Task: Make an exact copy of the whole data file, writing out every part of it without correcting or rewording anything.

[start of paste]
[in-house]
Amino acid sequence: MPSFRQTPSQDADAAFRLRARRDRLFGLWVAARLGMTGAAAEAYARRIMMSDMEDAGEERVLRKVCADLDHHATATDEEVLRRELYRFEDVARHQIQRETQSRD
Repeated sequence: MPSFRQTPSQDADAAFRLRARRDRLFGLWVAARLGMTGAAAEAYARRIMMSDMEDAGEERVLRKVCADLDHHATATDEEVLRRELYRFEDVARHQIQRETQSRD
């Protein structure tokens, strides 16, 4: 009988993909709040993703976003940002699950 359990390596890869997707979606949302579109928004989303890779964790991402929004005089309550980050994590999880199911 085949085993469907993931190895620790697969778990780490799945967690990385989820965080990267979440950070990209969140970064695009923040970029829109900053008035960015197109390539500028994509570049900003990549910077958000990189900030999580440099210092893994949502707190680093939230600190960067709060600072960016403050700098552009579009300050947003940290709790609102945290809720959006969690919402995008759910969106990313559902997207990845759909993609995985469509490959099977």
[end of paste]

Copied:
[in-house]
Amino acid sequence: MPSFRQTPSQDADAAFRLRARRDRLFGLWVAARLGMTGAAAEAYARRIMMSDMEDAGEERVLRKVCADLDHHATATDEEVLRRELYRFEDVARHQIQRETQSRD
Repeated sequence: MPSFRQTPSQDADAAFRLRARRDRLFGLWVAARLGMTGAAAEAYARRIMMSDMEDAGEERVLRKVCADLDHHATATDEEVLRRELYRFEDVARHQIQRETQSRD
């Protein structure tokens, strides 16, 4: 009988993909709040993703976003940002699950 359990390596890869997707979606949302579109928004989303890779964790991402929004005089309550980050994590999880199911 085949085993469907993931190895620790697969778990780490799945967690990385989820965080990267979440950070990209969140970064695009923040970029829109900053008035960015197109390539500028994509570049900003990549910077958000990189900030999580440099210092893994949502707190680093939230600190960067709060600072960016403050700098552009579009300050947003940290709790609102945290809720959006969690919402995008759910969106990313559902997207990845759909993609995985469509490959099977």